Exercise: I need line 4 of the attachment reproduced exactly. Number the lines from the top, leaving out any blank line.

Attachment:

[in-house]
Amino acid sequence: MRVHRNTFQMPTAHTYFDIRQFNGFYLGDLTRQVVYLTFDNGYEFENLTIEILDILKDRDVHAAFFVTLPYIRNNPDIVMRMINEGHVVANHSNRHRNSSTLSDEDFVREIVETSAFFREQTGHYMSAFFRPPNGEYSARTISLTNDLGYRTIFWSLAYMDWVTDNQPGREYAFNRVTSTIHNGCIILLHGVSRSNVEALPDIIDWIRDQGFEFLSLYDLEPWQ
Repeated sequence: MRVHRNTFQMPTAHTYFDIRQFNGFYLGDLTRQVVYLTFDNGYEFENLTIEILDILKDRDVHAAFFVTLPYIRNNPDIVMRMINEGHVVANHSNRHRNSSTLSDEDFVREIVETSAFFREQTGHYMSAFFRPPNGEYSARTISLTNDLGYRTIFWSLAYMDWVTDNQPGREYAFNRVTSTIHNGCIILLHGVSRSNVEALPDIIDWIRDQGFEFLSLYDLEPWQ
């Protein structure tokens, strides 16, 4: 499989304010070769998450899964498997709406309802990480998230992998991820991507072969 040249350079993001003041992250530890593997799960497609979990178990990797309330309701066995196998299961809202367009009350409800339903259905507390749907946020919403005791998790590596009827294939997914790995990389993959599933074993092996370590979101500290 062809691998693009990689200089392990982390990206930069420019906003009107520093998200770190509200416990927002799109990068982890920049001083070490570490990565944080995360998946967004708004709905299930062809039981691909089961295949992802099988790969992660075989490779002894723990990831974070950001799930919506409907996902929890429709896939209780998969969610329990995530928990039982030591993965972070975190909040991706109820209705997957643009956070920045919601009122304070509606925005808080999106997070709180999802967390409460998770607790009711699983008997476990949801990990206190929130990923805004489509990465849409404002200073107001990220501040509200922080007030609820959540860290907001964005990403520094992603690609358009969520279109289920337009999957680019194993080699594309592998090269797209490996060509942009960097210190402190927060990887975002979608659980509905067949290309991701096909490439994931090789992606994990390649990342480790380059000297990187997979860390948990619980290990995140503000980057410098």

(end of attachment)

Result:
């Protein structure tokens, strides 16, 4: 499989304010070769998450899964498997709406309802990480998230992998991820991507072969 040249350079993001003041992250530890593997799960497609979990178990990797309330309701066995196998299961809202367009009350409800339903259905507390749907946020919403005791998790590596009827294939997914790995990389993959599933074993092996370590979101500290 062809691998693009990689200089392990982390990206930069420019906003009107520093998200770190509200416990927002799109990068982890920049001083070490570490990565944080995360998946967004708004709905299930062809039981691909089961295949992802099988790969992660075989490779002894723990990831974070950001799930919506409907996902929890429709896939209780998969969610329990995530928990039982030591993965972070975190909040991706109820209705997957643009956070920045919601009122304070509606925005808080999106997070709180999802967390409460998770607790009711699983008997476990949801990990206190929130990923805004489509990465849409404002200073107001990220501040509200922080007030609820959540860290907001964005990403520094992603690609358009969520279109289920337009999957680019194993080699594309592998090269797209490996060509942009960097210190402190927060990887975002979608659980509905067949290309991701096909490439994931090789992606994990390649990342480790380059000297990187997979860390948990619980290990995140503000980057410098």